Govinda Menon, J.
1. This is a case in which there can be no doubt or dispute as to whether the appellant-accused has caused the death of the deceased Kannayiram. But the only point which requires consideration is whether the offence comes within the ambit of Section 302 Penal Code or whether it is reduced to one under Section 304, Penal Code.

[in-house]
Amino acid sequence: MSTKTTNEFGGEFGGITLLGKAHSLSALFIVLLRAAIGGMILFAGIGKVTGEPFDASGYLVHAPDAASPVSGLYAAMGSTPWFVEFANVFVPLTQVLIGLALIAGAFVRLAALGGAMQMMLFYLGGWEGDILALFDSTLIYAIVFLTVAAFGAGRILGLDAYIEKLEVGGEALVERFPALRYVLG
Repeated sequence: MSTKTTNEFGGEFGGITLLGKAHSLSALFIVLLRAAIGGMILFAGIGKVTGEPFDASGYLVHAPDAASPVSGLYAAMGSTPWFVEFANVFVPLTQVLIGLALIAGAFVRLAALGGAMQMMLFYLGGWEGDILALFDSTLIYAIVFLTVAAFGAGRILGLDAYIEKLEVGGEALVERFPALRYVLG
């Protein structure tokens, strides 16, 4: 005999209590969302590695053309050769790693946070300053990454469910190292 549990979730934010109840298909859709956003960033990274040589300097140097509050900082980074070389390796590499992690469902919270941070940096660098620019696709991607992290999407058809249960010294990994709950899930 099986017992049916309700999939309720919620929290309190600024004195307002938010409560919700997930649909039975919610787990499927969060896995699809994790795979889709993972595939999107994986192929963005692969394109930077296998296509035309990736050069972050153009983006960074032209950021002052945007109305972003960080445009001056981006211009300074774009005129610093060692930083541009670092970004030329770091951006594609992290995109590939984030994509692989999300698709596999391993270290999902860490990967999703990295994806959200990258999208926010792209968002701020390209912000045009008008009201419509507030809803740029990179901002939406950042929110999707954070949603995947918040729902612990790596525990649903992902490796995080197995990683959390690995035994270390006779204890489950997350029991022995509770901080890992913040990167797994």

2. The prosecution case is short and simple. There have been instances of previous ill-feeling between the accused and the deceased, On 2-4-1952 at about 4 p.m. when the deceased, his mother P.W. 1 and another person P.W. 2 were returning from a shandy along the village street, had passed certain houses and approached the house of the accused, the mother of the accused came out and abused the mother of the deceased, P.W. 1 in a very' vile and foul language. There was exchange of words between the two women. The deceased sat in front of one Arunachala Goundan's house. Thereafter it is stated that the accused's mother advanced with a broomstick and brandished it against the deceased. On hearing this confusion and noise the accused, who was in his shop, came out and there was exchange of words between the accused and the deceased, then P.W. 3, a neighbour, who was there, intervened and separated them. At that time the accused is alleged to have taken out a pen-knife from the pocket of his shorts and given a stab to the deceased on the left chest. The injury, according to the doctor, was & very serious one, which resulted in immediate death. The deceased fell down and died instantaneously. P.W. 5, a brother of the deceased, who came on the scene, straightaway went to the village Munsiff', P.W. 9 and gave him a, complaint at 4-30 p.m. which is marked in the case as Ex. P. 3. The body of the deceased was taken from the place, where he fell down and put on a cot in the vicinity. The accused is also alleged to have gone straightaway to the Village Munsiff and asked him for protection. The Village Munsiff detained him and sent a report to the Police. The Police officer, P.W. 13, arrived on the scene at about 6 a.m. the next day. The accused was in the Village Munsiff's house and was taken into custody. The Sub-Inspector investigated the matter & a charge sheet was filed against the accused which resulted in a committal to the Sessions Court and subsequent trial by the Sessions Judge. The Sessions Judge found him guilty of an offence under Section 302, Penal Code and imposed the extreme penalty of law. Though, according to P.W. 9 the accused admitted the offence of stabbing the deceased and prostrated before P.W. 9 imploring him to save him, both before the Committing Magistrate and the learned Sessions Judge the accused did not admit having stabbed the deceased. Hs gave a version, which, on the face of it, cannot be accepted. Before the Sessions Judge, he has stated that he was not having any knife and that he did not know what he did in his anger.